I'm a Cincinnati Reds Fan (And Yes I Want Your Pity)
Another year, another opening day, as all across America baseball fans throng to their stadium of choice, flush with optimism, joy, and hope. All of them certain that this year will be "the year." The year when that "local sports team" finally goes all the way, winning the World Series and restoring a sense of pride, dignity and respect to town. Of course, such concepts are foreign to me. Why? Because like Job (no George Oscar Bluth), I'm destined to suffer the tragic life of a Cincinnati Reds fan, scarred by years of being mathematically eliminated by the third week in April, harboring no naive illusions about my squad's lot in the world.
It's not even that the Reds are perennial losers, having missed the playoffs every year since 1995. It's the fact that no one gives a damn whether or not the Reds lose or win. Sure Cubs fans bitch and moan all day long about how their team hasn't won a championship since 1906. But ultimately, being a Cubs fans engenders wild amounts of sympathy from people. Everyone knows the Cubs sad history and roots for them. No one roots for the Reds. The Reds are like the Robin Williams of baseball. Everyone vaguely remembers that they used to be good, but trying to recall exactly when brings to mind visions of leisure suits, mustaches and polyester.
You might be wondering why in fact, a kid born and raised in Los Angeles would root for the Cincinnati Reds. A very good question and one I'll rue till the day I die. You see, back in 1985, I was a very young Passion of the Weiss, playing my first season of T-Ball and looking for a pro baseball team to root for. With the Dodgers being anathema in the Giants-loving Weiss household, I couldn't root for the home team. Instead, I decided to throw my allegiances to my T-Ball team, The Reds. In truth, I'd have been better to throw my allegiances under a bus. At least it would've been over quick and painless.
Eric The Red: He Was Neither A Viking Nor A Communist, Discuss
Indeed, this sick and twisted pact has allowed me to suffer through a litany of abuses, each one questioning my faith, yet never shaking my allegiance to the squad. There was the Pete Rose gambling disgrace that exposed the Reds as being bad enough so that their own manager would bet against them (maybe). There was general racist insanity of the Marge Schott years that led Schott to call my favorite players Eric Davis and Dave Parker "million dollar n---s." Not to mention her penchant for keeping old Nazi relics around the house while claiming that "all sneaky Jews are alike" and that "Hitler was initially good for Germany." She also managed to declare that "only fruits wear earrings" and allow her St. Bernard Schottzie to shit on the field. Which I suppose isn't much different from what the players were doing on the field in the first place.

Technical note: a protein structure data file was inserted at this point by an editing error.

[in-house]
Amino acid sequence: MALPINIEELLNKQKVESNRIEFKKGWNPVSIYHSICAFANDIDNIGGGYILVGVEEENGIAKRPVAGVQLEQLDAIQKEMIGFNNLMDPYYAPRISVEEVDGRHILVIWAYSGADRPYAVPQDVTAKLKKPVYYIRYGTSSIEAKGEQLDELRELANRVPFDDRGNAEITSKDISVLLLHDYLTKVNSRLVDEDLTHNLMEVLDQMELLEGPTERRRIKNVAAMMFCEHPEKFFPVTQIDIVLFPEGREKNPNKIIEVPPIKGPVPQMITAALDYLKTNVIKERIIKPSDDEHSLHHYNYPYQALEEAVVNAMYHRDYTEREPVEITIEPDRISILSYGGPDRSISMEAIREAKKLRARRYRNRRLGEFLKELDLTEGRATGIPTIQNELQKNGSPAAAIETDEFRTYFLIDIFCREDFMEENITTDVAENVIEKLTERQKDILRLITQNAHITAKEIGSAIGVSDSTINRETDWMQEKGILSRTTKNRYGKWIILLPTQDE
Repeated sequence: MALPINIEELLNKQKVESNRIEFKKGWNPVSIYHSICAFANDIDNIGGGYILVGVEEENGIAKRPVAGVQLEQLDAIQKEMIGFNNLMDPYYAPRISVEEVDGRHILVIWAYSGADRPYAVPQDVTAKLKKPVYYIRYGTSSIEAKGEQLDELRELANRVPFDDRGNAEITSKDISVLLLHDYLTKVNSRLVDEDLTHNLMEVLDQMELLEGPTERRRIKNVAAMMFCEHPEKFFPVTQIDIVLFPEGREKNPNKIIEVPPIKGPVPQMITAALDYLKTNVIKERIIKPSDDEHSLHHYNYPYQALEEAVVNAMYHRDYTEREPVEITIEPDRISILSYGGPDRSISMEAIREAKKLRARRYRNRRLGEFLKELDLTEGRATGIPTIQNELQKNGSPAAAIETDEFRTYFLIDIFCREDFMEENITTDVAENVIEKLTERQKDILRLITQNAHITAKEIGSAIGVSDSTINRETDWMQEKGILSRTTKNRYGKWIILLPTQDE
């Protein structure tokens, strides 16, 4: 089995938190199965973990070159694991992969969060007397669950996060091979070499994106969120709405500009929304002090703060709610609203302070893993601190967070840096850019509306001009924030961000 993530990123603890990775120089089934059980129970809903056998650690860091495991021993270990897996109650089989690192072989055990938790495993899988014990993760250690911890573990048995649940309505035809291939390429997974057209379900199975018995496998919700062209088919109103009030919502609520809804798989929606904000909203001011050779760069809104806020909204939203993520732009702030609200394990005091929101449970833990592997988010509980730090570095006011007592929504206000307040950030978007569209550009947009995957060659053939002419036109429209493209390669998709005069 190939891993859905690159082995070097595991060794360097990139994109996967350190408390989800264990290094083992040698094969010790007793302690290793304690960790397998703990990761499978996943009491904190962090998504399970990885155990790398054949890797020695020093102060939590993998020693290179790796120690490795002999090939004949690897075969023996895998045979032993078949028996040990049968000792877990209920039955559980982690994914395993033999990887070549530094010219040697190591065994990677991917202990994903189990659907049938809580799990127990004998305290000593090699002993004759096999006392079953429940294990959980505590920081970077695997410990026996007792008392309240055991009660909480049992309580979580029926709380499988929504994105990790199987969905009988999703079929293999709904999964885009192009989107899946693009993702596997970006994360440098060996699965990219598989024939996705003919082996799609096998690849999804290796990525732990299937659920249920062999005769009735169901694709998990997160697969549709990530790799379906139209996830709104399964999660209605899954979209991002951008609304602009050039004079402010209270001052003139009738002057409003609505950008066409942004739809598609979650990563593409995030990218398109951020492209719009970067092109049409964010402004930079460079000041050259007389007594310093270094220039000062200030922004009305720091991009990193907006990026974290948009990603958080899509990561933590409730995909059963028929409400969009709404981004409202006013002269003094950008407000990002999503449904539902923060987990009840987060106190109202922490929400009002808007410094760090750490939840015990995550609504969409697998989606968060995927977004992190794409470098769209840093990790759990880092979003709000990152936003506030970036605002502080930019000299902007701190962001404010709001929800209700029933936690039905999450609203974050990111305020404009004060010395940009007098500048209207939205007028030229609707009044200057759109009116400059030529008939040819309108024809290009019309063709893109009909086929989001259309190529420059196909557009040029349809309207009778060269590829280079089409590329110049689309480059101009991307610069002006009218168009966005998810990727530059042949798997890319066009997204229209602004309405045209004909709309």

Of course, there was the lone triumph in my 22 years of Reds fan-dom, the 1990 World Series win, also known as the happiest two weeks of my life. Yet instead of building on that Nasty Boys/Eric Davis led championship, the team immediately returned to mediocrity, finishing fifth in 1991. Finally, at the end of 1999, hope seemed to be on the way. The Reds finally sprung for a big name player, bringing in Ken Griffey Jr. to play in his home town. As the Reds had almost made the playoffs that year (losing in a one-game playoff the day after the season officially ended), Griffey seemed to be the final piece of the puzzle, that would finally bring the Reds back to their Big Red Machine glory days. Instead, Griffey turned into the biggest baseball bust since Morganna The Kissing Bandit, somehow finding ways to get injured that scientists had yet to discover. Naturally, as 2007 rolls around, Griffey attempts to recover from yet another injury, this time breaking his wrist in a slip and fall on his fucking YACHT IN THE BAHAMAS.
With their erstwhile slugger recovering from injury and the franchise still loathe to spend money on free agents, The Reds' 2007 squad seems a lock to continue our proud seven year sub-.500 losing streak. Needless to say, you know your team's in trouble when their big off-season move is re-signing Bronson Arroyo, a man dumb enough to record a covers album, featuring renditions of Goo Goo Dolls and Toad the Wet Sprocket songs. What happened, Bronson? Would Collective Soul not license the rights to "Shine?" So as the 2007 season rears its ugly head, I wish all your teams the best of luck. As for me, I'm resigned to my fate. I know the truth. When you're talking ineptitude, only one team can make me see red.
MP3: Dilated Peoples "Worst Comes To Worst"